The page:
FIU has helped a young African woman land on a path to her dream job.
In 2016 Nicholine Azirh came to FIU as part of the U.S. Bureau of Educational and Cultural Affairs’ six-week Mandela Washington Fellows program, which aims to develop young African leaders through coursework, site visits and networking opportunities. FIU has for four years running served as one of about three dozen host universities across the country and the only one in Florida.
Azirh chose FIU’s public management track because she was in the process of starting a nonprofit that would enable young African girls to establish themselves in the maritime industry and help close the existing gender gap.
“I was looking forward to forming partnerships and collaborations with shipping companies in the U.S. that would provide onboard training to the young girls I want to recruit through my NGO,” Azirh said.
At FIU, Azirh shared her story with guest speaker Lisa Lutoff-Perlo, CEO of Celebrity Cruises. That fateful meeting has led to an opportunity that can directly help Azirh achieve her life’s dream of one day serving as a ship’s captain. On Aug. 27 she began sailing to the Caribbean on the Celebrity Equinox as a deck cadet.
The Cameroon native recalls watching television as a child and seeing a woman dressed in captain’s regalia. She told her mother, “I decided to be the first female ship captain so I can model the way for other young women into the industry.”
With her sights firmly set on becoming a ship captain one day, Azirh completed a four-year degree in nautical science at the Regional Maritime University in Ghana and was awarded the title “best student” in the university’s Nautical Science Department in 2010. Eventually, Azirh packed her bags and moved to Sweden where she received a scholarship to study for a master’s degree in maritime safety and environmental administration at the World Maritime University. For her dissertation, she drew inspiration from her own experience and wrote about women seafarers, specifically about how to empower West African women to go to sea.
“The findings of the research revealed that there are few women seafarers in West Africa and in Africa as a whole. This is due to lack of awareness, insufficient training facilities and lack of gender equality legislation,” she noted.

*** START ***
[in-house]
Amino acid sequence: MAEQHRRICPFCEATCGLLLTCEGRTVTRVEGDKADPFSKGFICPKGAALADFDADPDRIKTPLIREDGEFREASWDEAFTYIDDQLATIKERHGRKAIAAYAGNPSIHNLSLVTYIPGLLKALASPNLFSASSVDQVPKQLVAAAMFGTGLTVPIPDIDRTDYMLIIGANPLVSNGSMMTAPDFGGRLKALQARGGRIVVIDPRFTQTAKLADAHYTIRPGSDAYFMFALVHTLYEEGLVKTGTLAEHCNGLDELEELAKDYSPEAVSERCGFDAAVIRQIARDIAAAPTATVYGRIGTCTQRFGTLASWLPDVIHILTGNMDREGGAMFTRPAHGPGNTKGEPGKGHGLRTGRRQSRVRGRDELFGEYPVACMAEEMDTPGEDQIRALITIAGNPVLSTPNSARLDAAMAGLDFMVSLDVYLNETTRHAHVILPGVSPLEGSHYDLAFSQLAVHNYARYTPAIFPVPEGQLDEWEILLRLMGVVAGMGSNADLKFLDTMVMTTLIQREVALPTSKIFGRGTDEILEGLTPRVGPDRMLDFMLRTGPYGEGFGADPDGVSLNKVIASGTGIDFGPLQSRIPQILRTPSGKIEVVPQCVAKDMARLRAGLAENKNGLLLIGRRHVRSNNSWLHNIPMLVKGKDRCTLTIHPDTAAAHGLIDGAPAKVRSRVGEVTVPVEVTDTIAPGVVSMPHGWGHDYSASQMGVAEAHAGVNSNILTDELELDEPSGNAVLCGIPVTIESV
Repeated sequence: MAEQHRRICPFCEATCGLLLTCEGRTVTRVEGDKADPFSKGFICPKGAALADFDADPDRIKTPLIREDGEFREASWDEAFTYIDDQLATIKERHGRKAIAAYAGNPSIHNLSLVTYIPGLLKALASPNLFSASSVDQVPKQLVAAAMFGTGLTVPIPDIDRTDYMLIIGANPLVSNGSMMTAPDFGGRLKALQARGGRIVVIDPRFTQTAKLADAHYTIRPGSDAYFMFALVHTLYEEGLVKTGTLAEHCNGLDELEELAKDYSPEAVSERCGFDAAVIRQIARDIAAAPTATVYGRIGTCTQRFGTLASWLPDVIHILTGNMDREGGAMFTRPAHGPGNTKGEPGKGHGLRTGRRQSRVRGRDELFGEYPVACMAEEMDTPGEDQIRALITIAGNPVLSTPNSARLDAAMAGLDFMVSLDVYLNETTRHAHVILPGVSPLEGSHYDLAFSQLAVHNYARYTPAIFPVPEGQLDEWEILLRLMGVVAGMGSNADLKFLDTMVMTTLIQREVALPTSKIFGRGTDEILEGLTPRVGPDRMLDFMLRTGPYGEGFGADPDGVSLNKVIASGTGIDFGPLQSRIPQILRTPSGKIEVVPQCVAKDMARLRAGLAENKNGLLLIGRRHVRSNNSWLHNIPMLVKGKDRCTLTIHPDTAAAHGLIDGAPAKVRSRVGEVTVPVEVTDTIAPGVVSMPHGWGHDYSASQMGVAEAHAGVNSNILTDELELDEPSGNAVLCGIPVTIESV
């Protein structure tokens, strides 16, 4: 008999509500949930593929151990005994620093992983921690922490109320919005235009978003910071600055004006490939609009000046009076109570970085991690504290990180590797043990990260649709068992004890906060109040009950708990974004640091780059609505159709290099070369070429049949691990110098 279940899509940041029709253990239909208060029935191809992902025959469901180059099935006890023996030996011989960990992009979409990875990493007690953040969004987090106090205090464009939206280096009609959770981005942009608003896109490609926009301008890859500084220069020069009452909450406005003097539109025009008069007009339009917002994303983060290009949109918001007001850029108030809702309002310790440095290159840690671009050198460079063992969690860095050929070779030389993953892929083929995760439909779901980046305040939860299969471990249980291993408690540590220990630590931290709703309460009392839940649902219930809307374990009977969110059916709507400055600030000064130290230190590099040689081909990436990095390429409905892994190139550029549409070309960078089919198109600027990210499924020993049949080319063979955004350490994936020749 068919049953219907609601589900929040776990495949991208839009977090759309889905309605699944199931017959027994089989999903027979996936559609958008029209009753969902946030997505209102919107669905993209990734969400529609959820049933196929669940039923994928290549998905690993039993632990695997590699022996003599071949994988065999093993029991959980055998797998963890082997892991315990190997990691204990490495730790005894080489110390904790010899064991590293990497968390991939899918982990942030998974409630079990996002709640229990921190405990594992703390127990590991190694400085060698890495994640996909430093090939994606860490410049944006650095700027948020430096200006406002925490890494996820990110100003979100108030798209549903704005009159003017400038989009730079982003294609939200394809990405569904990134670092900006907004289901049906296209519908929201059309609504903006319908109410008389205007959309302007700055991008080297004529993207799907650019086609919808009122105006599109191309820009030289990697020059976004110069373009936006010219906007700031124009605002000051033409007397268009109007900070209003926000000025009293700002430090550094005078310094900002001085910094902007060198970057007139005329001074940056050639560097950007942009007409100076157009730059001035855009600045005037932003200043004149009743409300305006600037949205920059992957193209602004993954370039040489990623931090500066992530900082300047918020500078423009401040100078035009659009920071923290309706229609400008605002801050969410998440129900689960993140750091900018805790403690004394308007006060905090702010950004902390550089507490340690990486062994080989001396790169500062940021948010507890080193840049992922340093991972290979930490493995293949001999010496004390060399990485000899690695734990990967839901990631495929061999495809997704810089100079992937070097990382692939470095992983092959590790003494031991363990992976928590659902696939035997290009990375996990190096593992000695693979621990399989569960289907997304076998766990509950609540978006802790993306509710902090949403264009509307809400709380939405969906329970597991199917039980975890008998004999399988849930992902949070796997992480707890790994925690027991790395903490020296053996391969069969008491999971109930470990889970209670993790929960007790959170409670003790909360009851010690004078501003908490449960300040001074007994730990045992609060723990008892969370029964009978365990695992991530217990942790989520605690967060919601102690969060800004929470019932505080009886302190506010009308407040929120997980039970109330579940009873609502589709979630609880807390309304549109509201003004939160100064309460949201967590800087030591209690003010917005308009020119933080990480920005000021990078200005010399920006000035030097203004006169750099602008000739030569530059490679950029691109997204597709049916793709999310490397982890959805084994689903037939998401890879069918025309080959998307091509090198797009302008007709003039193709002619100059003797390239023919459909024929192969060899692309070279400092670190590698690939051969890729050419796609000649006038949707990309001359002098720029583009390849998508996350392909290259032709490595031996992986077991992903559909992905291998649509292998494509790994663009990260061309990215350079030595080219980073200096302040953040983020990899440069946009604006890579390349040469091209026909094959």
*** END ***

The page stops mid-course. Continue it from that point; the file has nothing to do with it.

Shortly after arriving at FIU, Azirh began making the most of the opportunity. She expressed her interest in meeting someone that worked in the maritime industry to Susan Webster, FIU’s director of training and international research initiatives and Mandela Washington Fellow program director. Webster invited Celebrity Cruise Line’s Lutoff-Perlo to come and speak to the fellows at the end of their six weeks.
“We jumped on the opportunity [to invite Perlo]. I knew of Nicholine’s background, of her interest in maritime, and I knew of her struggle. But what happened next with Mrs. Perlo was unexpected.”
At the end of Perlo’s talk about leadership, the fellows had a Q&A with the CEO. That was when Azirh stood up and shared her struggle of finding a job with a shipping company or a cruise line in Africa.
“When I met Nicholine, she shared her story and her credentials, along with the obstacles that she was facing. Not only was she the kind of candidate that we search the world for, but what was standing in her way seemed like something that needed to change for those in her part of the world to have the chance to achieve their goals,” said Perlo.
Perlo reached out for help to Celebrity’s Senior Vice President Patrik Dahlgren, who quickly hit a roadblock. Dahlgren had to work to get Azirh’s credentials from Sweden and Ghana recognized through Malta, where Celebrity registers its ships. Dahlgren spent a year building bridges between the three entities to create a partnership that allowed Azirh to work on board a Celebrity ship.
“It was quite a moment within our company when Patrik shared the news that Nicholine had been cleared to accept a position on our team. If it were not for FIU and the Mandela Fellows leadership team inviting me to speak, this would not be possible today. I’m grateful that I was there on that fateful day,” said Perlo.
Nicholine echoed the sentiment: “I am so grateful to have been part of the FIU group of Mandela Washington Fellows 2016. Most importantly, I am grateful to Dr. Susan Webster for arranging a meeting with the CEO of Celebrity Cruises. That meeting is what is making it possible for me to be a role model for other women who want careers at sea.” ♦